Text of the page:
Note that this is merely my idea; it is NOT an official plan by CBL (the developers/owners of Madison Square). So don't get on to me if this doesn't happen, because, it won't.

Madison Square still has a few years left in it; worst-case scenario, I give it until 2014, its 30th anniversary. And a smaller revitalization (such as demolishing only a portion of the mall and converting it to an open-air center) might add a decade or so to its lifespan. Admittedly, my idea is quite radical. But that's what Huntsville needs-- new, fresh, unique ideas-- to get itself away from having the feel of an overgrown suburb.

Educate yourself: If you wondering what the heck I was talking about when I mentioned "dead malls," here's a couple of my favorite blogs on the subject. They include some interesting articles on some Huntsville malls, including The Mall and Madison Square:
deadmalls DOT com


Anonymous said...

I think they really need a restauraunt...like a Tony Roma's in the vaant spot in the food court and maybe one more in the mall to bring more folks in. Also another great idea would be to change the run down theater into a dollar theater.

Anonymous said...

I went to HS at Grissom and graduated in 1995. Back in my day, Madison Square was the mall to go to. I've moved away, but when I've been back during the past two years, I have noticed more and more stores closing there and not getting replaced. It's a shame, the latest remodel actually looks pretty nice, unlike the 1994 one. Plus, all the big box stores across the street have closed as well.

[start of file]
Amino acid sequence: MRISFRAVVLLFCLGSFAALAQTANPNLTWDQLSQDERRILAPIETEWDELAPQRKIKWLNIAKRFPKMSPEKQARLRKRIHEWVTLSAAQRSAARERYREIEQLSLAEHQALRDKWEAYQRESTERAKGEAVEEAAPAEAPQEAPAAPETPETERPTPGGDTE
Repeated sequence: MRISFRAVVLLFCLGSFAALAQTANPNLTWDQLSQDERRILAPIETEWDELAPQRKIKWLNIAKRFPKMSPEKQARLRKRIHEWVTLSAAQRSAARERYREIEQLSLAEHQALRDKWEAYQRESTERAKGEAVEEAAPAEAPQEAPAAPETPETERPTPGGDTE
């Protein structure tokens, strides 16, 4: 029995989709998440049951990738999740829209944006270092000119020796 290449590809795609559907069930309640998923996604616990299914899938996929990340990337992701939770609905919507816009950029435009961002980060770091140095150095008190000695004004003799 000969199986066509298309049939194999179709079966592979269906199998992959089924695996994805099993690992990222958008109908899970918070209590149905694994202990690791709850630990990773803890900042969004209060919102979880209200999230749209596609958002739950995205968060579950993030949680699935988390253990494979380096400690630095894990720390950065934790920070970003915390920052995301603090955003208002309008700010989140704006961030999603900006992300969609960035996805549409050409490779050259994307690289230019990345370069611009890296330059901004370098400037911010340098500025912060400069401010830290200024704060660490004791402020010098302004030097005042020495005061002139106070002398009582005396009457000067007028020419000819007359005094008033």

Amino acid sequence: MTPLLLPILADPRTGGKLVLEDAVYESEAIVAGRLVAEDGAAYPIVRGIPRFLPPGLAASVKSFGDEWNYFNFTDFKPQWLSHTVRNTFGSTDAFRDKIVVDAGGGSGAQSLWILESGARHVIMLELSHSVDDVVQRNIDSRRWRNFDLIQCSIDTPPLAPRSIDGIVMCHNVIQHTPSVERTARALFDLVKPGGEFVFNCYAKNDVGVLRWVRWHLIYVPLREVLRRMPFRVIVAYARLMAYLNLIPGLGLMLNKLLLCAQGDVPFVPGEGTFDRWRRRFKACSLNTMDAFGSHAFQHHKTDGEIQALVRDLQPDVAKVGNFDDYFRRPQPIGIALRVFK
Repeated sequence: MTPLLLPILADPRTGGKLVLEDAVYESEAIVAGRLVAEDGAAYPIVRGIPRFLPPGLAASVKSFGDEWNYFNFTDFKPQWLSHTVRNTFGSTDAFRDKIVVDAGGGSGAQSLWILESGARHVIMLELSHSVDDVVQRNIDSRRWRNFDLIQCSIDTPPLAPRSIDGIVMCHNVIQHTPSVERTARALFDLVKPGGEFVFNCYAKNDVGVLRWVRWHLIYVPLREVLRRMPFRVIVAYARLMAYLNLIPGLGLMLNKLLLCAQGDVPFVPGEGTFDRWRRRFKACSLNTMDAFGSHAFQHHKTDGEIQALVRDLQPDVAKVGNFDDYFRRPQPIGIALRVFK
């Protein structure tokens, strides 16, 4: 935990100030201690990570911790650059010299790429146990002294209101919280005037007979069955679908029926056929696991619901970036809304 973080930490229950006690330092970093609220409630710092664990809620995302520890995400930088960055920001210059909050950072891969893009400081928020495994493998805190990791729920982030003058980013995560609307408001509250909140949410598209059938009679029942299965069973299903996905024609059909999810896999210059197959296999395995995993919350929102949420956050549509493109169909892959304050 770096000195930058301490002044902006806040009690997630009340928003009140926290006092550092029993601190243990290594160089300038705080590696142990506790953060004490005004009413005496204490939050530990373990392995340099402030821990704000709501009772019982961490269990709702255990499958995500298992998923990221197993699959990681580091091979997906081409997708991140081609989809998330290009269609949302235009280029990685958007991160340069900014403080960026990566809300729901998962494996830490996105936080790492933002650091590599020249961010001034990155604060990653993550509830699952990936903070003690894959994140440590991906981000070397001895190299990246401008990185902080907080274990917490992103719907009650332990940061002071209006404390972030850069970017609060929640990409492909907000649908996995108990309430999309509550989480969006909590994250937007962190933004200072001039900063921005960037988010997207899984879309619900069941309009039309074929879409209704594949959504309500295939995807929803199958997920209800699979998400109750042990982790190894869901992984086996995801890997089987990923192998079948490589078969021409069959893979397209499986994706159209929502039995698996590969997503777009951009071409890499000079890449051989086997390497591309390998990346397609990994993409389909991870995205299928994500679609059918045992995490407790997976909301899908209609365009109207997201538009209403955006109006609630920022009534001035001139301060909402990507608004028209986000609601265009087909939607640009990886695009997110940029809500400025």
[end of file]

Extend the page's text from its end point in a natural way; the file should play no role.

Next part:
I have a friend that manages one of the stores there, he says it's pretty dead, and the store he's in is probably going to close soon.

That end of the city is just over saturated with retail. In just the past 10 years, all the development at Westside Center has been built, the new stores out 72 into Madison, Bridge Street, etc. I don't think that side of Huntsville alone can support that much retail, especially since the south side has its own retail section in Jones Valley. Madison Square, being the oldest, naturally is going to vacate as tenant move to newer locales. Really, instead of giving incentives to build Bridge St, the city should have given incentives to redevelop Madison Sq into a town center, like the plan mentioned here.

joe_mama said...

I don't think Macy's is going to Bridge Street. Mark my words, it'll be Nordstrom. As soon as an anchor is announced at Bridge Street, that's probably the last nail in Madison Square's coffin.

James said...

@joe_mama: Nordstrom probably won't come to Huntsville until we add another half-million to our population. Plus with new stores in Nashville and Birmingham (eventually) it will be years before they come here, unless they introduce a smaller store design for cities such as ours.